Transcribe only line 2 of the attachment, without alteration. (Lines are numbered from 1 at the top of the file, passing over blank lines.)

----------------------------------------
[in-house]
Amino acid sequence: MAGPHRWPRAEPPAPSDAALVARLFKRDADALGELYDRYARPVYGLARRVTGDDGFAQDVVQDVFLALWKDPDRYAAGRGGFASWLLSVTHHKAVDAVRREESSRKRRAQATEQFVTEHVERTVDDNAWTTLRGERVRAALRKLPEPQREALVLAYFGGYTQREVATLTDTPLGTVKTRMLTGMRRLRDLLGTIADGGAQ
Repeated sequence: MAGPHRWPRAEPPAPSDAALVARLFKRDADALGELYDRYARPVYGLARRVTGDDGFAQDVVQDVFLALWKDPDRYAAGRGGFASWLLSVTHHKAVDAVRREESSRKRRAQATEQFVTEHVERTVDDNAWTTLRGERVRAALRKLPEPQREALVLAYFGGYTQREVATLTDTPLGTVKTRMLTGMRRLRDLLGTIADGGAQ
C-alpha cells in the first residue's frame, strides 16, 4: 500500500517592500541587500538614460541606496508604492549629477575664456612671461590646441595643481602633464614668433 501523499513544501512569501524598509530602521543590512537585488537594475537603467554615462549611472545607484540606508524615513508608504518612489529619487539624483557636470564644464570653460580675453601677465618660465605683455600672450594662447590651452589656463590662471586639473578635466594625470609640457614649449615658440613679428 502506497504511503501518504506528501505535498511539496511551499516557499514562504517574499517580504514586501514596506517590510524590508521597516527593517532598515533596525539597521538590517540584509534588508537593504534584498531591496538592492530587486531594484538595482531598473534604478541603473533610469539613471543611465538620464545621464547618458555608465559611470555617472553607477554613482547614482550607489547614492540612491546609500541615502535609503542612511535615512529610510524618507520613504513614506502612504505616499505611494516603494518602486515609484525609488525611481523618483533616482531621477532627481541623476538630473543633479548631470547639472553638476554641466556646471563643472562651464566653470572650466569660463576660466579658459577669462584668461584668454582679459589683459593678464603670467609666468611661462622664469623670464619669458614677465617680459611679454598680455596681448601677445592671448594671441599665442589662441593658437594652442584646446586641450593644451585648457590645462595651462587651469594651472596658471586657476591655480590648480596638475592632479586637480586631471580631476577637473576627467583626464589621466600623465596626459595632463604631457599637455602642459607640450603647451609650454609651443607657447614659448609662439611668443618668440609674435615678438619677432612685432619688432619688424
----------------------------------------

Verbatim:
Amino acid sequence: MAGPHRWPRAEPPAPSDAALVARLFKRDADALGELYDRYARPVYGLARRVTGDDGFAQDVVQDVFLALWKDPDRYAAGRGGFASWLLSVTHHKAVDAVRREESSRKRRAQATEQFVTEHVERTVDDNAWTTLRGERVRAALRKLPEPQREALVLAYFGGYTQREVATLTDTPLGTVKTRMLTGMRRLRDLLGTIADGGAQ